The Week in Review: Book Edition

I thought I would change things up a bit and write about books this week.  As much as I love to read I am surprised I don’t write about books more. Hmm.

Random Pick: A few weeks ago at the library I chose a shelf on a whim and counted over 33 books. I got “Wedding Girl”. Totally not what I was in the mood for. I looked up and…ta-da “Cooking for Picasso” called my name. Loved it!  One of those novels based on a bit of historical fact and jumped back and forth in time, in a good way.

Serendipity:  The day after I started reading “Cooking for Picasso”  I got my National Geographic magazine in the mail and it had an article on Picasso and let me know that there is a mini-series about the life of Picasso on the National Geographic channel starting in April. How coincidentally wonderful is that?  It is a 10 part series I am recording to watch during the summer.

Something Crazy:  Remember “chiaroscuro”?  Yes, again!  This time in “The Golden Hour” by T. Greenwood. And also in the book a character wears a pair of red flannel pajamas with black scottie dogs on them.  I have those pajamas!  I am so reading some more Greenwood, she gets me. 🙂

Mystery Series:  My favorite genre is the mystery.  For quite a few years I really liked getting into a series but lately I have found that all the newer series seem pretty repetitive.  After 3 or 4 books the series grows stale not to mention how similar they all feel. Woman loses job, breaks up with long time boyfriend and moves back home.  She has a quirky but endearing family, lands some sort of interesting job or joins the family business  and promptly gets involved with a readily available handsome member of the law enforcement. Add in an unbelievable number of murders in a small town.  Sheesh.

But here are a few series that have managed to stay believable and keep things fresh:

The Inspector Gamache series by Louise Penny– It helps that the main character is a homicide investigator, making his proximity to murder believable.  There is so much depth to these stories though and so many other characters.  Never boring, never predictable.

The Faith Fairchild series by Katherine Hall Page – Enough travel keeps things interesting as well as the details of the rest of her life as her children grow up.  Good recipes too!

The Sadie Hoffmiller series by Josi Kilpack – I have only finished the first three books (there are 12) but this series feels much more realistic than most.  Yes, there is a boyfriend detective but she still gets sentenced to community service for interfering in a police investigation. Pretty real!  And there is a lot of travel so no scary small town full of homicides.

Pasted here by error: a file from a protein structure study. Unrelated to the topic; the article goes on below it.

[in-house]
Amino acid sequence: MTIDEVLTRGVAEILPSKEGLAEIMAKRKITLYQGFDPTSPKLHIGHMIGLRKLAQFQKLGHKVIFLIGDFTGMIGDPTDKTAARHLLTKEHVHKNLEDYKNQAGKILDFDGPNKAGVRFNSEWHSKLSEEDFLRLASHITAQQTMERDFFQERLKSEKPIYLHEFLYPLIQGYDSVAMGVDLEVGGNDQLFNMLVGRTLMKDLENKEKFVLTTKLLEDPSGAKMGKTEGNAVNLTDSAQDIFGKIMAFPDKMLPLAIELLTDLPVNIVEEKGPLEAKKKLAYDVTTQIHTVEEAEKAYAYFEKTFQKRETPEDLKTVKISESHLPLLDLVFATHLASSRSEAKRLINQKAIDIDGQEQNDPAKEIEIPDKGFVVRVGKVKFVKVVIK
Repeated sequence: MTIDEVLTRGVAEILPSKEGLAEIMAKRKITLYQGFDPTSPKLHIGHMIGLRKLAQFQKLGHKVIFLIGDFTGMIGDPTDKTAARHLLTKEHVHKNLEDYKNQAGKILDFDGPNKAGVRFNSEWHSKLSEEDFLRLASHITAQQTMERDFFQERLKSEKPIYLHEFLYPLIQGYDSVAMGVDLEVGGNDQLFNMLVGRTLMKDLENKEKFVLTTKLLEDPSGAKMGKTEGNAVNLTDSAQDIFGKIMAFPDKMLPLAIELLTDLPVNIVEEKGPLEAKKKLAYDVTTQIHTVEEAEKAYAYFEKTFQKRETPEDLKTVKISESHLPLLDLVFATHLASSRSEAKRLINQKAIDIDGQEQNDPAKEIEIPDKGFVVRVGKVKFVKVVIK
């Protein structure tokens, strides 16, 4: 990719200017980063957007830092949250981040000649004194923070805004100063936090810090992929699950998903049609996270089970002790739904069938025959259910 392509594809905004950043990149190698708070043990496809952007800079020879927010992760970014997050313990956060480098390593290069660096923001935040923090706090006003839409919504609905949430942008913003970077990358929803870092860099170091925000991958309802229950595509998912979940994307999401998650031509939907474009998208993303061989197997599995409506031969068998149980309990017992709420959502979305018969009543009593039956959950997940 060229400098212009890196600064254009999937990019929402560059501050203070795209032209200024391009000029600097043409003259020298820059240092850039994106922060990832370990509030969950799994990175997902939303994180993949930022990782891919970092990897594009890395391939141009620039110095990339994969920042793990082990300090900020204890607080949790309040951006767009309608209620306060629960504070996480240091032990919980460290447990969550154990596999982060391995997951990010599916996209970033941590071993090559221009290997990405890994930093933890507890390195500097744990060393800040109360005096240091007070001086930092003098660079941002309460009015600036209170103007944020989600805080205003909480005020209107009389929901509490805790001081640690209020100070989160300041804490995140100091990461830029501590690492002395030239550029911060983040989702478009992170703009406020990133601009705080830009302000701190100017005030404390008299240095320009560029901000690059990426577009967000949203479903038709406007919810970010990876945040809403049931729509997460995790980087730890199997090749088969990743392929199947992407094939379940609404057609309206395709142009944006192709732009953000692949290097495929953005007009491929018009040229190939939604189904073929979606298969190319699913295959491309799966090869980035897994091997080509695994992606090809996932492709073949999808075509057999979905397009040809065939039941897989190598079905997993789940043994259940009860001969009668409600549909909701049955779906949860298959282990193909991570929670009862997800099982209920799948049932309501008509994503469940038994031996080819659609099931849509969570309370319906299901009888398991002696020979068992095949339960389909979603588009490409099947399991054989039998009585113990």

Aunt Dimity series by Nancy Atherton –  There is a mystery in each book but not necessarily a murder.  Set in England it appeals to the Anglophile in me and while there is a little of the woo-woo communication from the dead it doesn’t override the rest of the story.

The Molly Murphy series by Rhys Bowen – I love learning about the early 1900’s in New York City where this series is set.  It is interesting seeing how much harder it was to track down information in those days, how people lived in general and all the obstacles to being a lady detective.  Yes, there is a police love interest but I can live with it.

The Jane Austen series by Stephanie Barron – I have only read the first two books (of thirteen I believe) but seriously why wouldn’t I love Jane Austen as a sleuth?  England, historical time period and a writer, all right up my alley.

What book I just finished: “Euphoria” by Lily King, not my usual fare but lately I have been choosing more books randomly, either off the ‘recently returned shelf’ or the staff picks or just walking down an aisle seeing what catches my eye.  This book did not disappoint and suited my mood which has been rather up and down thanks to MHC (menopausal hormonal craziness). {I am hoping if I use MHC enough times it will catch on.}  A Margaret Mead inspired story that really held my attention.

What I am reading right now:  “Into the Magic Shop” by James R. Doty, MD, again not something that would normally grab me but I am surprised at how much I am loving this book.  I am not quite 1/2 way yet but already I want to be a better person and really learn how to meditate.  I have chosen “rose rain” as my focus word.